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From David E Jones <d...@me.com>
Subject Re: ofbiz "mavenizer"
Date Wed, 13 Jul 2011 13:18:52 GMT

Is part of the intent to use the Maven release plugin for deployment and such as well?

-David


On Jul 13, 2011, at 3:12 PM, Eric Bowman wrote:

> Hi,
> 
> One other point: this tool is currently useful against ofbiz "as-is", in order to build
software that depends on it, using maven.  Converting ofbiz to use maven is a considerably
bigger project.
> 
> On 13 Jul 2011, at 15:01, David E Jones wrote:
> 
>> 
>> I know various people have expressed interest in Maven over the years. From a quick
search I see such discussions going back to 2003!
>> 
>> OFBiz would definitely benefit from more modularization, and Maven may be able to
help with that. However, it is just a tool and would still require significant work in addition
to what Eric describes below to clean up higher-level OFBiz artifacts like services and screens
and such to make the dependency tree clean.
>> 
>> Based on the build-time dependencies Eric has generated an interesting graph that
he sent to me, and it turns out to be a pretty good graph of component dependencies (even
though technically if everything were written in the way intended by the framework, there
wouldn't be so many build-time dependencies like this). The graph is actually better than
the old old one I hand-rolled (that is in the Component and Component Set Dependencies document
in the OFBADMIN space on Confluence).
>> 
>> Getting back to the point, does anyone have an opinion on:
>> 
>> 1. better modularizing OFBiz
>> 2. using Maven for build and/or module dependency management?
>> 
>> -David
>> 
>> 
>> On Jul 12, 2011, at 12:09 PM, Eric Bowman wrote:
>> 
>>> Hi,
>>> 
>>> I've written a tool that we're considering open sourcing, and I'm curious to
gauge how much interest there would be in it.
>>> 
>>> The purpose of the tool is to generate proper poms for each of the ofbiz modules
by inspecting an ofbiz directory.  It works in two steps, and it uses the Nexus search API
(so it's not that interesting unless you have a Nexus repository installed somewhere nearby).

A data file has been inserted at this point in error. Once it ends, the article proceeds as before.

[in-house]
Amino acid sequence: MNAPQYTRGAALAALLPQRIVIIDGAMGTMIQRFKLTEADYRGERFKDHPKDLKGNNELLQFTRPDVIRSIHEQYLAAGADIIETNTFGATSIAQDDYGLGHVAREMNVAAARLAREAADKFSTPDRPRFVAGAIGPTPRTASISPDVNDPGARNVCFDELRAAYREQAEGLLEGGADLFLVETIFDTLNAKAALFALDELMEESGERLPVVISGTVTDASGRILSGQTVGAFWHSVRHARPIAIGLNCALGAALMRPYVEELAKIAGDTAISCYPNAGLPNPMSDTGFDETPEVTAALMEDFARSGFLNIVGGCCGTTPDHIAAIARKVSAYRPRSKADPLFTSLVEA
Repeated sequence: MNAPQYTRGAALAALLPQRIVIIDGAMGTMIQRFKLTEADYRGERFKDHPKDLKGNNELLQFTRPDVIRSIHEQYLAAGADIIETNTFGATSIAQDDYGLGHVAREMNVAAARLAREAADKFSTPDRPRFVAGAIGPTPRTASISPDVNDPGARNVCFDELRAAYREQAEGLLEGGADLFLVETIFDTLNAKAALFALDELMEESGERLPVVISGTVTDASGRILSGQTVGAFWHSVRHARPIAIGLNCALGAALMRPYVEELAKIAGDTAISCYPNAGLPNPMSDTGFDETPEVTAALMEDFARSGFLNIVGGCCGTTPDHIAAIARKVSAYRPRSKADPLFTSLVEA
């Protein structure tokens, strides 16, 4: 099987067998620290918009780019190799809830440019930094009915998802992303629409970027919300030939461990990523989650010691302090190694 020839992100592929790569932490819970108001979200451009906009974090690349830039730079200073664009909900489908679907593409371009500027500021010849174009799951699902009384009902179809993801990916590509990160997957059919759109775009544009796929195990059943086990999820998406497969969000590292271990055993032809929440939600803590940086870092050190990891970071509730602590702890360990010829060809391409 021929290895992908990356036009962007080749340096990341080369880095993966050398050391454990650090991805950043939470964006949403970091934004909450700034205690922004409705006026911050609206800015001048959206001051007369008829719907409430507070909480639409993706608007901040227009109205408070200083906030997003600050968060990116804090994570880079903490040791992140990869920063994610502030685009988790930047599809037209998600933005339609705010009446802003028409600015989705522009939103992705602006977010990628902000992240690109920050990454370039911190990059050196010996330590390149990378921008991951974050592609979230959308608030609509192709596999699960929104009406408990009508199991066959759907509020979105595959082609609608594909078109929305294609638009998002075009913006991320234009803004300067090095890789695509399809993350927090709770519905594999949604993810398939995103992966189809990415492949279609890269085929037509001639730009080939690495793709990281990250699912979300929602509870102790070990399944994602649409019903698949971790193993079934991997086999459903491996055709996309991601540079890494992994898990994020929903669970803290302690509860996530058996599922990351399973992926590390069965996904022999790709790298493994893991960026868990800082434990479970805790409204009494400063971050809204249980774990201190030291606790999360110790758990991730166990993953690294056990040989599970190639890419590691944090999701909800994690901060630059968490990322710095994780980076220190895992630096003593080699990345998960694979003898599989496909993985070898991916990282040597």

>>> 
>>> Here's what it does:
>>> 
>>> 1. Inspects $OFBIZ_HOME recursively, identifying external dependency libraries
>>> 2. Generates the SHA1 hash of each jar, and uses a Nexus API to determine whether
that jar already exists in Nexus as a known artifact.
>>> 3. If it does not, it takes a random sample of the classes in each jar, and queries
Nexus to see can it figure out a reasonable groupId & artifactId.
>>> 4. For artifacts not already in Nexus, it synthesizes a mvn deploy:deploy-file
for each jar and each possible groupId/artifactId/version it decides might be useful, and
lets you decide which commands to run to get all the dependency jars in Nexus.
>>> 5. After all the external dependencies are in Nexus, it looks through $OFBIZ_HOME
again, and determines all the transitive dependencies between ofbiz modules
>>> 6. Next it synthesizes a pom for each module, that captures both the dependencies
in that module's lib directory, as well as the simplest transitive graph of dependencies on
other modules.
>>> 7. Finally it prints out mvn deploy:deploy-file commands which can be run separately
to put each ofbiz module's jar file into Nexus, along with its pom.
>>> 
>>> If you are using maven, this is pretty nice -- this way you don't have to worry
about declaring dependencies against all the jars in the ofbiz directory; it figures all that
out, and leverages maven's transitive dependency resolution to make a clean build.
>>> 
>>> Obviously it doesn't solve other problems, like how to deploy an ofbiz server
in a maveny way, but that may follow.
>>> 
>>> If you're interested in seeing this open sourced, perhaps you can reply off-list;
if there is enough interest I'll put this on github.  And maybe even if there isn't. :)
>>> 
>>> Cheers,
>>> Eric Bowman
>>> 
>> 
> 


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